Saturday, November 11, 2017

Little Soldiers widens the discourse on public education

It seems at times that Americans don’t quite know what to make of China. And it occurred to me after reading Little Soldiers: An American Boy, a Chinese School, and the Global Race to Achieve by Lenora Chu that this is perhaps because China doesn’t quite know what to make of itself as it changes and continues to open up to the world. In Little Soldiers, a cultural inquiry that feels like a memoir, Chu, with wry, self-deprecation, recounts her experiences as the mother of a young American child beginning his formal education in the Chinese public school system and as a journalist trying to understand the context in which this system operates. Chu’s cultural dissonance and the Chinese education system’s traditional resolve emerge early in this heart-felt, reflective story in which Chu never quite seems to reconcile her own educational experiences growing up in Texas with those she wants for her children. She does, however, come to respect the discipline that characterizes the Chinese system and even embraces it as an important component of her son’s early education. This realization seems to unsettle her as much as anything, and drives her to learn more.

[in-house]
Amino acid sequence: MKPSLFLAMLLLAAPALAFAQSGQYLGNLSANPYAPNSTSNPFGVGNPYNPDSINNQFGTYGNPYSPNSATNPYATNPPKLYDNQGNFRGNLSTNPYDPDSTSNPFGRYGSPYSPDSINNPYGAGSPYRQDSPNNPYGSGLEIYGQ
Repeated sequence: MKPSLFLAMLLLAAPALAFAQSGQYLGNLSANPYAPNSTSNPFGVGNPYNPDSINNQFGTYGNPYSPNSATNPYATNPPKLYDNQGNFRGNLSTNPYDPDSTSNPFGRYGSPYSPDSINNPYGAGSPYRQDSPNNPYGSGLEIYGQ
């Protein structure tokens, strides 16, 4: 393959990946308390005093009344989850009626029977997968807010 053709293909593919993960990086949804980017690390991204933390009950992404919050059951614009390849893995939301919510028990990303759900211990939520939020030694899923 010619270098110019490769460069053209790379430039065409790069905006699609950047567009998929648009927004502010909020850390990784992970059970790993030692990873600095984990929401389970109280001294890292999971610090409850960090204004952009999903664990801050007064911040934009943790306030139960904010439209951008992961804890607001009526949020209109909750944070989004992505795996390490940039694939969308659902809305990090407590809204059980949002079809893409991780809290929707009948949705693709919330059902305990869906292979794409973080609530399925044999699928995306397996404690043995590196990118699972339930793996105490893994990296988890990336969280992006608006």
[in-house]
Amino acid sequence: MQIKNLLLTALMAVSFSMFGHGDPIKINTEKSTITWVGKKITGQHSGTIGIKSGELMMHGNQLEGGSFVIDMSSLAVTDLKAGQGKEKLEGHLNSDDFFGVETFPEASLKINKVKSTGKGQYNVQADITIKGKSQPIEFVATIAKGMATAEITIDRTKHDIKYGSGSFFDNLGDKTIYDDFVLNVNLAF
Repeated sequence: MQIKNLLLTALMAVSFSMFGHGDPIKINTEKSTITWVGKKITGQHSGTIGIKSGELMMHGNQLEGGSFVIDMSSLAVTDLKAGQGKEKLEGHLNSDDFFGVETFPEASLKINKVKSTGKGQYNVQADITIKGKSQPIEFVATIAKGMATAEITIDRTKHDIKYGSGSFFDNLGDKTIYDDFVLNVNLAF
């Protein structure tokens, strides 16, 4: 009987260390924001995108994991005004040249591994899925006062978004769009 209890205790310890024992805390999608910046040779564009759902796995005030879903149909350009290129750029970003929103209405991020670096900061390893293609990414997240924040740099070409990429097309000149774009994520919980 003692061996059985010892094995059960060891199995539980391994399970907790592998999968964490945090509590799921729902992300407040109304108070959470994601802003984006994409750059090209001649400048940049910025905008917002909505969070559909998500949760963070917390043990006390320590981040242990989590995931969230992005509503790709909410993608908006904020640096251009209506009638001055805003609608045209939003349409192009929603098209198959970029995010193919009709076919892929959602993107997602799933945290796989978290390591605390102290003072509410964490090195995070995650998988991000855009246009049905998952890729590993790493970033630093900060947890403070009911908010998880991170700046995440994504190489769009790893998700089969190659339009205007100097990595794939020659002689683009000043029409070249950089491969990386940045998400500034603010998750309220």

Chu’s past and present circumstances position her uniquely to tell the story of the Chinese and American educational systems. Chu takes a humanities based approach, compiling observations, perspectives, experiences, and research to produce a thick, context-based synthesis that reveals both the irreconcilable differences and common features of these two systems.

Chu senses a slight Western shift in the Chinese educational system as the country embraces the tenets of capitalism. And she offers the thought that American schools, particularly early on, could benefit from a slight Eastern shift. Chu ultimately advocates for widening the lens through which we view educational practice. While schools are a reflection of the societies in which they operate, Chu finds these systems are capable of change. Indeed, change may be the desired permanent state for both systems… all systems, even.

Near the end of Little Solders, Chu recounts an education conference she attended in Beijing in which one participant noted that “the speed of change in the way we educate is staggering. We will reach 2030 and none of the things we are talking about will be relevant at all.” I am not sure I recognize this speed of change from within the American system but perhaps if not solving the riddle of public education, Little Soldiers’ contribution is to expand the view of the education landscape for readers, allowing them to calibrate their assessment of what defines success in education and think more precisely about how to achieve it.

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